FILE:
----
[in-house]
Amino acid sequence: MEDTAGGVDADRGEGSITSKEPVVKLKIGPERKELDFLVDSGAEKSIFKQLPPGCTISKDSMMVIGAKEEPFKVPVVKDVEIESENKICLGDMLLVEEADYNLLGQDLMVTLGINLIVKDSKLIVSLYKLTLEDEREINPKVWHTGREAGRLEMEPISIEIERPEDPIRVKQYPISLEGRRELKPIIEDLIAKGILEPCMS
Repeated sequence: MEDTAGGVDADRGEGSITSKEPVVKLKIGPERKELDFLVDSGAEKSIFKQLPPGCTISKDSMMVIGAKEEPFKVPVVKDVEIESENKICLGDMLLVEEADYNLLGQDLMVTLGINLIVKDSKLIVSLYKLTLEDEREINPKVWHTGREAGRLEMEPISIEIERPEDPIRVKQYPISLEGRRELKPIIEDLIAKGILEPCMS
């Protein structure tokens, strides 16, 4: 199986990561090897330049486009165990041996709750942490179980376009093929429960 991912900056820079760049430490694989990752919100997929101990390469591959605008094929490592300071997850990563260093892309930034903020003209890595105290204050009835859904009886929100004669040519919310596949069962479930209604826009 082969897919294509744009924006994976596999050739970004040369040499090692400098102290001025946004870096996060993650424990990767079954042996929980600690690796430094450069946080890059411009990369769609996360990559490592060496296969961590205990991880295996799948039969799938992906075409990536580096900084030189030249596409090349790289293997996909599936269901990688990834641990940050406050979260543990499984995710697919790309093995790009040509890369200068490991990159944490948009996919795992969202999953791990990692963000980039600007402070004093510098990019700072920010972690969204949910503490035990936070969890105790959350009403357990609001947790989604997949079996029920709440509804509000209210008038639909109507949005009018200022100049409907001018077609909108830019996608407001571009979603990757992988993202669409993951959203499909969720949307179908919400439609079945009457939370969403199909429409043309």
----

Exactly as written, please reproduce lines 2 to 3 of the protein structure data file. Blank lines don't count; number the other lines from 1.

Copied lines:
Amino acid sequence: MEDTAGGVDADRGEGSITSKEPVVKLKIGPERKELDFLVDSGAEKSIFKQLPPGCTISKDSMMVIGAKEEPFKVPVVKDVEIESENKICLGDMLLVEEADYNLLGQDLMVTLGINLIVKDSKLIVSLYKLTLEDEREINPKVWHTGREAGRLEMEPISIEIERPEDPIRVKQYPISLEGRRELKPIIEDLIAKGILEPCMS
Repeated sequence: MEDTAGGVDADRGEGSITSKEPVVKLKIGPERKELDFLVDSGAEKSIFKQLPPGCTISKDSMMVIGAKEEPFKVPVVKDVEIESENKICLGDMLLVEEADYNLLGQDLMVTLGINLIVKDSKLIVSLYKLTLEDEREINPKVWHTGREAGRLEMEPISIEIERPEDPIRVKQYPISLEGRRELKPIIEDLIAKGILEPCMS